1. Possible defects in cholesterol metabolism were sought in children with familial hypercholesterolaemia.

2. In nine affected children (eight heterozygotes and one homozygote) and in five healthy children, cholesterol synthesis and bile acid synthesis were determined from the excretion of steroids in the faeces during a low cholesterol diet. Cholesterol synthesis of 10·1 ± 4·4 mg day−1 kg−1 in the hypercholesterolaemic children was similar to that in these and other normal children. Mean bile acid synthesis of 4·0 ± 2·1 mg day−1 kg−1 also resembled normal values though three severely affected heterozygotes excreted substantially less.

3. The response to 4 weeks' additional 450 mg of dietary cholesterol/day led to variable changes in the plasma cholesterol and in the sterol balance. On average the affected children showed a rise in plasma cholesterol which resembled that in healthy subjects. The sterol balance fell in most, suggesting a reduction in cholesterol synthesis, which is the normal response to dietary cholesterol.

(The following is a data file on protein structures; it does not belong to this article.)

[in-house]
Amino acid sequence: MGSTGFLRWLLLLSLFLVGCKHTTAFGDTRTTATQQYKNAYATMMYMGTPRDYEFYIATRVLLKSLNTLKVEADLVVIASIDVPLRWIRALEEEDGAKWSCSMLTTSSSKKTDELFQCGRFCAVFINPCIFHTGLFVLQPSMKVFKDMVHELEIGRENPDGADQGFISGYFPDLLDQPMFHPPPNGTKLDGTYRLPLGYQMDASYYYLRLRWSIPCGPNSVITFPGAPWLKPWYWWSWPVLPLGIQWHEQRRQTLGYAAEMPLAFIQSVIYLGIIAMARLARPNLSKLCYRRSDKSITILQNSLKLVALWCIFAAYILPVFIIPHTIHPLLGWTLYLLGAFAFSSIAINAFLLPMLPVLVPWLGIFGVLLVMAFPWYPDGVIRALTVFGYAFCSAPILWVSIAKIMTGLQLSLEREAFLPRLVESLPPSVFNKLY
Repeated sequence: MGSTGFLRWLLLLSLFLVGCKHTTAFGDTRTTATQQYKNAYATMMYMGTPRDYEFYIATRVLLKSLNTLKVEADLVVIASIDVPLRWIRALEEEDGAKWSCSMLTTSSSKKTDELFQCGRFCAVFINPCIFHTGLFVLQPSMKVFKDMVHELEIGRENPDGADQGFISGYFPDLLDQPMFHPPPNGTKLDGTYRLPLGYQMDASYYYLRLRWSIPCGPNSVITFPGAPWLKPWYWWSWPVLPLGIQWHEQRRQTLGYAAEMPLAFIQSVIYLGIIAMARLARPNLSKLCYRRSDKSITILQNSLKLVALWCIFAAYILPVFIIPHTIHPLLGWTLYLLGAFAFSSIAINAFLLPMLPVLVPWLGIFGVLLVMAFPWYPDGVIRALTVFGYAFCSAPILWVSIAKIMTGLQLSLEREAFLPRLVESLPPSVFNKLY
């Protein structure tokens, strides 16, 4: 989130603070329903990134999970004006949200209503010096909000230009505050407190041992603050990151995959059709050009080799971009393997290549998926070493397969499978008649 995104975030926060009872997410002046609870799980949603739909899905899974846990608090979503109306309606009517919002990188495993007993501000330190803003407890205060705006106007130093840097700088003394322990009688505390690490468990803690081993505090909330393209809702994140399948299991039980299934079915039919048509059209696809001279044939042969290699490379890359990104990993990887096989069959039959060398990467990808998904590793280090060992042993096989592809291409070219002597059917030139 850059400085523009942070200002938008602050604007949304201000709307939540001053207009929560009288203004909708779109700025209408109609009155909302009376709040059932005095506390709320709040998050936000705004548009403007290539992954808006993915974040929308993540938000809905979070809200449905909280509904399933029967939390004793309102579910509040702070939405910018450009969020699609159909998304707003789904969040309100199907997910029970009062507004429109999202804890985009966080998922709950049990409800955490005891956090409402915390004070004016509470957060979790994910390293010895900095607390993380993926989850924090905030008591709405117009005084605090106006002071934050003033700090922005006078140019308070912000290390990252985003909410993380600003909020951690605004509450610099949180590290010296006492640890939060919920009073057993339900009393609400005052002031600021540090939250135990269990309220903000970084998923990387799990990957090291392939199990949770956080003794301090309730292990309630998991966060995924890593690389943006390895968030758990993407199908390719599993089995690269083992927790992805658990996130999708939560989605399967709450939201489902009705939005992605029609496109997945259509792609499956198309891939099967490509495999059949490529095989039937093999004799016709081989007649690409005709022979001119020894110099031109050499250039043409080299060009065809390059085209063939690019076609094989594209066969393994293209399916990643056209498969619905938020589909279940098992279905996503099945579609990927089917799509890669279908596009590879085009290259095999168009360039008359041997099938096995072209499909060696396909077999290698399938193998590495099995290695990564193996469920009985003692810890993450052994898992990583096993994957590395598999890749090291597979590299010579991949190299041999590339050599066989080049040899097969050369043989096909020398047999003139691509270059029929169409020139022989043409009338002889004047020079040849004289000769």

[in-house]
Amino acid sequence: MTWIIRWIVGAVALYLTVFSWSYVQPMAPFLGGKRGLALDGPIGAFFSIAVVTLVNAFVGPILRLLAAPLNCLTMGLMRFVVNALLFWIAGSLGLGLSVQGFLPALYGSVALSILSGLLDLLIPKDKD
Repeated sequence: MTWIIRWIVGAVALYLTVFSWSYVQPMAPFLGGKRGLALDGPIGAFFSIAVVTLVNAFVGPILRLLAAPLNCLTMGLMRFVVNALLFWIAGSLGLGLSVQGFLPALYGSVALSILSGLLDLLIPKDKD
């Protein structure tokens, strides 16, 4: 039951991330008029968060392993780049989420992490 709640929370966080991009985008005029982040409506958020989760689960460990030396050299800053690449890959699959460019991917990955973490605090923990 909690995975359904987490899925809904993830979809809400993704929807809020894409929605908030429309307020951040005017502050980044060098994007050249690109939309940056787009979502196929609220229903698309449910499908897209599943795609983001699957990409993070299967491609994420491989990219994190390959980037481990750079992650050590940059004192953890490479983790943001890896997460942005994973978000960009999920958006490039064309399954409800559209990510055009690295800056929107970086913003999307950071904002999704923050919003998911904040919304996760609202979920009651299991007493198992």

4. The response to dietary cholesterol was therefore at least qualitatively similar in the hypercholesterolaemic children to that reported in healthy subjects.

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